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Reading with Your Child

Early literacy skills are key to your child’s future success. Research from the University of Edinburgh proves that children who can read well at age seven do better academically as teenagers.


The study found that children with a good reading ability at primary school end up performing much better in their teens in tests for abstract thinking, general cognition and pattern finding. Early reading even improves their mathematics skills.


We encourage our parents to support their children in their reading journey by putting aside a few minutes each day to try to listen to their child read their school book. If they – or their child – are tired, we suggest five minutes in the morning. Everyone tends to be much fresher and willing first thing!


The books sent home for reading, with Jungle Books (reading record), are carefully selected to match each child’s phonics progress. We encourage every reading book to be read three times in order for your child to become confident, fluent and enthusiastic readers.


The first time your child reads the book, time will be spent on decoding and word recognition. The second time is aimed to develop fluency and prosody. And the third time is an opportunity to develop comprehension skills making links to their own life and the world around them. Inside your child's jungle book you will find a list of comprehension questions. Please select a couple to discuss each time your child reads.


Your child will also select a ‘real’ book from our library to enjoy with you at home.

Top 12 tips on how to hear your child read aloud to you


  1. Try to get in the habit of having your child read to you every day. Choose a quiet, undistracted time and snuggle up. You could make a den using a cloth over a table and include it in your story as a castle or a cave etc.
  2. For children under the age of seven, 5 - 10 minutes is usually long enough. Little and often is best.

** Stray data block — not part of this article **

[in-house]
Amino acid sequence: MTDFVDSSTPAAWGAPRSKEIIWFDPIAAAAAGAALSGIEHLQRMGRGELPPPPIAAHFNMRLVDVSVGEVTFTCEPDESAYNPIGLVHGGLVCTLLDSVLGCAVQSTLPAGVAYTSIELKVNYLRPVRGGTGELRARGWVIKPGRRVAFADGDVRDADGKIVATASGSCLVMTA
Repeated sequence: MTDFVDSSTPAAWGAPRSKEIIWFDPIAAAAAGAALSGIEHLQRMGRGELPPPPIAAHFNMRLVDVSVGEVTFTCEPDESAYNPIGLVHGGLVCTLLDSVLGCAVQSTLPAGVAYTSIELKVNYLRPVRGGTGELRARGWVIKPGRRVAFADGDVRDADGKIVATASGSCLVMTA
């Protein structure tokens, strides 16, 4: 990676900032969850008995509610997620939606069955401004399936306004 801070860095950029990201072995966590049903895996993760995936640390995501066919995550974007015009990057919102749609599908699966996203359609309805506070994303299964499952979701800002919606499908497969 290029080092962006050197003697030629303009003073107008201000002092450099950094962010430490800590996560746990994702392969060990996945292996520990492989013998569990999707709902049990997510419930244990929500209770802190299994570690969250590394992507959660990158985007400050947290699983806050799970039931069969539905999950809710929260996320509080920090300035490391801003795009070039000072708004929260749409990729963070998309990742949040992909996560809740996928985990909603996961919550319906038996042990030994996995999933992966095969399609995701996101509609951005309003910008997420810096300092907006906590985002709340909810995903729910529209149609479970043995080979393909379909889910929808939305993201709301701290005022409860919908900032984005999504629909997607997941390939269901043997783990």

3. If it’s a new book, always start by having a look at the book’s cover, title, pictures and characters. Let your child hold the book and turn the pages.
  4. Use different voices for different characters. Add in sound effects like splashing in puddles, beeping car horns or animal sounds.
  5. When your child tries to 'sound out' words, encourage them to use phonetic letter sounds rather than 'alphabet names'. So, for ‘cat’ you would say c-a-t; not CAT.
  6. If your child is reluctant, don’t pressurise them. If they lose interest, then do something else and come back to it at another time.
  7. Maintain the flow. If your child mispronounces a word, don’t interrupt immediately. Instead allow opportunity for self-correction. It’s better to tell a child some unknown words or give clues from the pictures to keep things moving rather than insisting on them trying to build them all up from the sounds of the letters.
  8. Use the pause, prompt, praise technique. If they make a mistake, pause for a few seconds to see if they self-correct, then prompt by asking: “Does that makes sense?” Or give the sound they’re struggling with, or help them sound it out. Then praise them for finishing the page or trying hard.
  9. Be positive. Don’t correct every word if what they’re reading makes sense e.g. if the child reads ‘his mum’ and it says ‘his mother’ – just carry on.
  10. If your child says something nearly right to start with, that’s fine. Try not to say “No, that's wrong,” but “Let's read it together”, and point to the words as you say them. Only help if they’re really stuck and boost your child's confidence with constant praise for even the smallest achievement.
  11. Make sure the book is the right level to build up your child’s confidence. Struggling with a book with lots of unknown words is pointless for your child. Flow gets lost and words can’t be understood. You need to smooth their path because discouraged children can easily become reluctant readers. If you are concerned about the book level your child has brought home from school, please speak to their class teacher. 
  12. Remember, there’s more to being a good reader than just being able to read the words accurately. Always talk to your child about the book; about the pictures, the characters and ask them what was their favourite part. You will then be able to see how well they have understood and help them develop better comprehension skills.

To find out more about supporting your child at home please click on the links below.